Tsend Munkh-Orgil said that whatever happens to the domestic political situation, Mongolia will always take the development of friendly relations with China as its diplomatic priority, and this basic policy does not and will remain unchanged. Mongolia supports the "Belt and Road" initiative proposed by China, and is willing to deepen cooperation with the Chinese side under this framework.
Some of the unfriendly voices in Mongolia do not represent the mainstream Mongolian public opinion. Mongolia is ready to properly handle relevant sensitive issues, and create a sound atmosphere for the development of bilateral relations through enhancing people-to-people and cultural exchanges, media cooperation and other methods.
FM Ts.Munkh-Orgil: We strongly oppose the DPRK`s acts of destabilizing regional security www.gogo.mn
ULAANBAATAR (GoGo Mongolia) - We deliver you the highlights of a statement by Foreign Minister of Mongolia Ts.Munkh-Ogril at the United Nations General Assembly in New York.
Among global development priorities, the special needs of landlocked developing countries come front and centre for Mongolia.
Enhancing connectivity is an urgent priority that all landlocked developing economies share.
In order to improve market access to main trading partners, Mongolia is studying the feasibility of free trade agreements with the Eurasian Economic Union, the People`s Republic of China and the Republic of Korea. An Economic Partnership Agreement is already in place with Japan.
Mongolia is keen to further work together with our two neighbors and other partners to improve rail, road, air, energy networks and pipeline infrastructure and increase access to the sea.
Mongolia`s State Policy on Energy, adopted in 2015, set an ambitious goal to produce 30 percent of its energy demand from renewable resources by 2030. Our solar and wind resources are estimated at 7000 TW and 5000 TW respectively.
We are working with our partners to implement the Gobi Tech and the Asian Super Grid projects to supply renewable energy for the Northeast Asia.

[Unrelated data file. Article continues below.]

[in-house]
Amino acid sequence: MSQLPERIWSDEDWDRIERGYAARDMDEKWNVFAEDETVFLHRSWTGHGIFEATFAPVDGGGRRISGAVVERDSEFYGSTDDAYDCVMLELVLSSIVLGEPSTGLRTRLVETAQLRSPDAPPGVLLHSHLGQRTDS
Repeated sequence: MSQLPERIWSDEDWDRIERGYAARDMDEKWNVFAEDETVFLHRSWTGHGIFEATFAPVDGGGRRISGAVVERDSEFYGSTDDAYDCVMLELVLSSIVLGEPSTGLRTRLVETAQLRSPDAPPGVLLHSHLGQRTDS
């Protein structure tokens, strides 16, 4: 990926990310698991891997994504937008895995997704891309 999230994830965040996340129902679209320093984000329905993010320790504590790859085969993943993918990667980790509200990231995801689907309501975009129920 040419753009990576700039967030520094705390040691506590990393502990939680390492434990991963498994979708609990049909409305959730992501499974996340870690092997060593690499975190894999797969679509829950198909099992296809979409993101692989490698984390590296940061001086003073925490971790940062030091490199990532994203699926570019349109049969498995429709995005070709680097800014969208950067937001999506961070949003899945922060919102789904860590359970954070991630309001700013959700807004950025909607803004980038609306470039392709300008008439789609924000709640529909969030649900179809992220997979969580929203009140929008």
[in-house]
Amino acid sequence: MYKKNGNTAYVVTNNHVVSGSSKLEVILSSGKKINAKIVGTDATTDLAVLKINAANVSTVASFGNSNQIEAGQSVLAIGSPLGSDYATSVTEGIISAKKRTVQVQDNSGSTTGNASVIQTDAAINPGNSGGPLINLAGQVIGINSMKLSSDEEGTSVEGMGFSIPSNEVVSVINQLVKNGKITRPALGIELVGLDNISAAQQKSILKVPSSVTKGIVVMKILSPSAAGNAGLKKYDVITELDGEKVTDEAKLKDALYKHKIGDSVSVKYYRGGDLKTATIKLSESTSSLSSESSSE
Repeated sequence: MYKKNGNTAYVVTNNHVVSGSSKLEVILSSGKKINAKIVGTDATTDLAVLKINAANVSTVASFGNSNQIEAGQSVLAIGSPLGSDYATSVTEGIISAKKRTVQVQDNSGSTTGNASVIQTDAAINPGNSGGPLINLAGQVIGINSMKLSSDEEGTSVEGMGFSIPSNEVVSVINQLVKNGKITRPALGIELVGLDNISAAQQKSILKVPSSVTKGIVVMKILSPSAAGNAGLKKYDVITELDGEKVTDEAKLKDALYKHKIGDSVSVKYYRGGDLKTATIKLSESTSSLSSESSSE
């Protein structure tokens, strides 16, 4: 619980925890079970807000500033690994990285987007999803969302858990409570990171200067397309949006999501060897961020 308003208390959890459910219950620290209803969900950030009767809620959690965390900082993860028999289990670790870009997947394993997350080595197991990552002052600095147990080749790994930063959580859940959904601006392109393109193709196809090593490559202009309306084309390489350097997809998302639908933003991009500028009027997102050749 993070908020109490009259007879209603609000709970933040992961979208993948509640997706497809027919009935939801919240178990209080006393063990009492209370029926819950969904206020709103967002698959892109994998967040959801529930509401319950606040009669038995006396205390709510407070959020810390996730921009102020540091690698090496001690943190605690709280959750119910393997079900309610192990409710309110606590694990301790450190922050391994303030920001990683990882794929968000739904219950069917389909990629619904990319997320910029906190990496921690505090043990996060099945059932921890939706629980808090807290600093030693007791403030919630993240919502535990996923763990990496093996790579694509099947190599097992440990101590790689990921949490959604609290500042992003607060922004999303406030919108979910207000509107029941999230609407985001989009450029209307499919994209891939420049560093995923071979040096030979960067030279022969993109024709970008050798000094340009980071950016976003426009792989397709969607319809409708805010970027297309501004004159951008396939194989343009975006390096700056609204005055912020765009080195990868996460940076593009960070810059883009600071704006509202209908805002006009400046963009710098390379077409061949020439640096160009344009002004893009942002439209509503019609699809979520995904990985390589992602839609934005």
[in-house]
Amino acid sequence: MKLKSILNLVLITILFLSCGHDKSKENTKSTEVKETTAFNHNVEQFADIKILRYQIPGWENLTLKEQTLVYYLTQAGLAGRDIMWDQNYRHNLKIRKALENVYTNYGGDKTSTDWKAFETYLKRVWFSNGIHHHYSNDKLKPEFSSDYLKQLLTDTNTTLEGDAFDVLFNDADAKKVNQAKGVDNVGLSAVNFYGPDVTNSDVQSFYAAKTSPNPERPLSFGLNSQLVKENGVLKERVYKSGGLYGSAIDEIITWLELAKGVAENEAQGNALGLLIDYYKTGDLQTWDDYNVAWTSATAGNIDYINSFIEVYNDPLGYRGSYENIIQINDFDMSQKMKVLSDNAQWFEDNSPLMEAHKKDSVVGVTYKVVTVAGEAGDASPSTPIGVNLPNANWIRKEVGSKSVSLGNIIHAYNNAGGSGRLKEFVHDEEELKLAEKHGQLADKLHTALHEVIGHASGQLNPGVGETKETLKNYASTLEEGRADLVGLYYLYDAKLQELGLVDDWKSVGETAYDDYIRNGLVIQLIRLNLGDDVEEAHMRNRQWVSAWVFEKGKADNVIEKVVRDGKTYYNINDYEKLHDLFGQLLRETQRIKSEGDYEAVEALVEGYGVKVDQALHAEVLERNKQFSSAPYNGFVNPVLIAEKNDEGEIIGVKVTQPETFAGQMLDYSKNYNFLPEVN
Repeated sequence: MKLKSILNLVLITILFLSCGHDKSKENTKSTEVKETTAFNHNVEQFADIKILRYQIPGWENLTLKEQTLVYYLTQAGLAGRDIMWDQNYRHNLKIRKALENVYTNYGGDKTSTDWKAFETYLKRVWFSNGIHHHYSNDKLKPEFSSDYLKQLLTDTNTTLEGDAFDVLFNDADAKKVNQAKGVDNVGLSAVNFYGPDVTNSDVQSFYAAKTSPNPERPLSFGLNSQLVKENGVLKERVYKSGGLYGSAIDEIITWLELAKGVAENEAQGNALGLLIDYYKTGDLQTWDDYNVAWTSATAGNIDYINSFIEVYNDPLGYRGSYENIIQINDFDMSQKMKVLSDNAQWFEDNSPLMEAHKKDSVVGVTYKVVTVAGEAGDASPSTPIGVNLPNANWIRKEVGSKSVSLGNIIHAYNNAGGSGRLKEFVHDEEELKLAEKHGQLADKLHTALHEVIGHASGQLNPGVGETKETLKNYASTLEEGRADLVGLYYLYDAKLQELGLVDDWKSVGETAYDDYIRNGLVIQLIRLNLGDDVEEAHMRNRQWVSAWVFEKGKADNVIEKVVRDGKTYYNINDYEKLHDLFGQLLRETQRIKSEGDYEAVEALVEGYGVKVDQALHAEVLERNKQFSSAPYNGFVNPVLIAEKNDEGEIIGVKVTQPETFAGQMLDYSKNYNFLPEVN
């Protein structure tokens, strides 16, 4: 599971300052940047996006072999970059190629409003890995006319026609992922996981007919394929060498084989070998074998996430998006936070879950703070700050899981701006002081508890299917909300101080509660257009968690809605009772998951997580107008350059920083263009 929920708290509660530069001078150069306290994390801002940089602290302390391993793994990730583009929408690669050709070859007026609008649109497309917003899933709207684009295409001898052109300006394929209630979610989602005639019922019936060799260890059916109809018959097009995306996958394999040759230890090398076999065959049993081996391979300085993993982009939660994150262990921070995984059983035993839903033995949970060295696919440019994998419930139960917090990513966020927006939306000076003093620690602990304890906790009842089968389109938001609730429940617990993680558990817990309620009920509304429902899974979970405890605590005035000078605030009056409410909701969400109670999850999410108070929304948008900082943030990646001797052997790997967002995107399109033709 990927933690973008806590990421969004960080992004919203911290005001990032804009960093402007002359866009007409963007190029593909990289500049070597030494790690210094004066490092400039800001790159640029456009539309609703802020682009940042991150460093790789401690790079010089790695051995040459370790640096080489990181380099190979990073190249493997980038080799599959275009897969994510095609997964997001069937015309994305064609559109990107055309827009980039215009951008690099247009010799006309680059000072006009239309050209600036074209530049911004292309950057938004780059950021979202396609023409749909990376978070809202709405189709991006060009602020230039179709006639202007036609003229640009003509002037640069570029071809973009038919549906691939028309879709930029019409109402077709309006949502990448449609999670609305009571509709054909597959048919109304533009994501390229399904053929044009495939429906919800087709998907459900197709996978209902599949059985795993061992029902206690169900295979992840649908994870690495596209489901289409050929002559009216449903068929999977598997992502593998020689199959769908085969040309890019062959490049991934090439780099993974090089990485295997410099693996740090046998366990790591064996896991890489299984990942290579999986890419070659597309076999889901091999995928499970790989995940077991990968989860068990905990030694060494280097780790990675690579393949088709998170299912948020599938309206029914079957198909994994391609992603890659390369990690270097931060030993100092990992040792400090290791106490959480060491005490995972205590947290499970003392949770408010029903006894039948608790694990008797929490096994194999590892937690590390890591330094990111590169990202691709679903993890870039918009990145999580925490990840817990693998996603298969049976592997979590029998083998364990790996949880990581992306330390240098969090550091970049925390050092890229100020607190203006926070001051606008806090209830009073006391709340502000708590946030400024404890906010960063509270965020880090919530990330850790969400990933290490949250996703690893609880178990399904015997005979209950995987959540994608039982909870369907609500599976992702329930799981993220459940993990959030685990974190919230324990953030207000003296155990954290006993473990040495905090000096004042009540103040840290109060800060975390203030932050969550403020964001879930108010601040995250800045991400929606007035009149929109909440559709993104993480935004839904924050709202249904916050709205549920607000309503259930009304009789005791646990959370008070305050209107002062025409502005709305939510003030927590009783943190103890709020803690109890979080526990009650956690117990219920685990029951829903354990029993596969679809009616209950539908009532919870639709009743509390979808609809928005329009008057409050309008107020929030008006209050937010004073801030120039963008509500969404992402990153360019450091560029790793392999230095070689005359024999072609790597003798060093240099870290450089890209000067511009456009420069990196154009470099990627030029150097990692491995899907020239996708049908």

Timely and effective implementation of the sustainable development agenda cannot be achieved without peace and security. However, peace is being threatened on a number of fronts.
Mongolia is deeply concerned with the escalating tension in Northeast Asia. We strongly oppose the DPRK`s acts of destabilizing regional security by conducting repeated nuclear tests and ballistic missile launches in defiance of the international community`s will and in violation of the relevant resolutions of the UN Security Council. As a country with 25-year-old nuclear-weapon-free zone status, Mongolia reiterates its principled position that the Korean Peninsula must be nuclear-weapon-free. We urge the Parties concerned to refrain from actions that could heighten the tension in Northeast Asia and resolve the issue through peaceful means.
It is beyond doubt that the only way to resolve the Korean Peninsula`s nuclear issue is through dialogue. One of the avenues of dialogue could be the Ulaanbaatar dialogue on Northeast Asian Security initiated by Mongolia in 2013. We organized its 4th International Conference in UIaanbaatar last June. Compared to previous three conferences held at Track 2 level, this year`s we held it at Track 1.5 Lebel. The dialogue discusses not only security issues in Northeast Asia but also potential projects in the energy and environmental sectors. As such, the Ulaanbaatar Dialogue is an open dialogue mechanism that ensures the participation of all countries in Northeast Asia.